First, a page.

Empowering Women to Buy: Nike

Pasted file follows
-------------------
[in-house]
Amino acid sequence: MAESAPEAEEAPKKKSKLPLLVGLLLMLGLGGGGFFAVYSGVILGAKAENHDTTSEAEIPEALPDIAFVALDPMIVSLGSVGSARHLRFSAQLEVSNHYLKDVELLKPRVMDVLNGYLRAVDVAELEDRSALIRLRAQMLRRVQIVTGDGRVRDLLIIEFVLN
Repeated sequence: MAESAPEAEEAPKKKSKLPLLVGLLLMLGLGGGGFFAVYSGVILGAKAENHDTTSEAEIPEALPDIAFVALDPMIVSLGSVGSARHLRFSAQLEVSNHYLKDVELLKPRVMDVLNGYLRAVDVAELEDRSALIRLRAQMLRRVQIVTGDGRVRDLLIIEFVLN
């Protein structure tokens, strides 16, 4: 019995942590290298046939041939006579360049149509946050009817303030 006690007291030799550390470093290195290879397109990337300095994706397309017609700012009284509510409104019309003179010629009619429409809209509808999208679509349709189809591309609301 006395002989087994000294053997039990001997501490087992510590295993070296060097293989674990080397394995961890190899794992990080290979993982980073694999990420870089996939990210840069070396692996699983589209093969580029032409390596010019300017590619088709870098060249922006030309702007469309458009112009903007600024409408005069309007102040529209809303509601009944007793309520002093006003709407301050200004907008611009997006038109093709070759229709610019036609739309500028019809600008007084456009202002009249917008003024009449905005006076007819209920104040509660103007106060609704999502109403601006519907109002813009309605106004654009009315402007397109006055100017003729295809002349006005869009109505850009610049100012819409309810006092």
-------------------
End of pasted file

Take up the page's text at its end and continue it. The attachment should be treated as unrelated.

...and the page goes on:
“They asked us to build a community of strong and healthy women,” and that is exactly what Widen & Kennedy Advertising did for the corporate giant Nike. Nike, a leading world supplier in athletic shoes and clothing, watched patiently through the late 1980s and into the early 1990s as the rate of women athletes steadily rose. Nike, who was known for their “power” advertisements geared towards male athletes, began to see a new potential market emerging. In the 1990s, Nike began an advertising campaign, not to advertise one specific product, but to advertise the benefits of women in sports and to build that image to the public. Nike believed that it was important to encourage female participation, and they hoped their ads would lead to brand recognition: they were right. Since eighty-five percent of brand purchasing is done by women (she-conomy.com), Nike’s first campaign geared towards women was one of the most successful advertising campaigns in history (“Stories of Community: The First Ten Years of Nike Women’s Advertising”). Many believe that the ads empowered young girls and women to become involved in sports. Nike didn’t stop either; although their advertising campaigns have changed, the message they send to women remains the same: women are strong, entitled, and powerful. Nike’s print ads frequently appeared in various athletic magazines such as Sports Illustrated and Track and Field. However, today they can also be found in family magazines such as Family Fun, and in women’s magazines such as First for Women. Obviously, Nike’s advertisements directed to women have been effective. Nike ads speak to women, telling them to be the best they can be, to be strong, and to love themselves. Nike’s “If you let me play” campaign ad pictures a young girl, who seems innocent, with her short brown hair cut, like a tom boy’s. She is sitting on a swing and appears bored. She looks if she would rather be doing something more active;...
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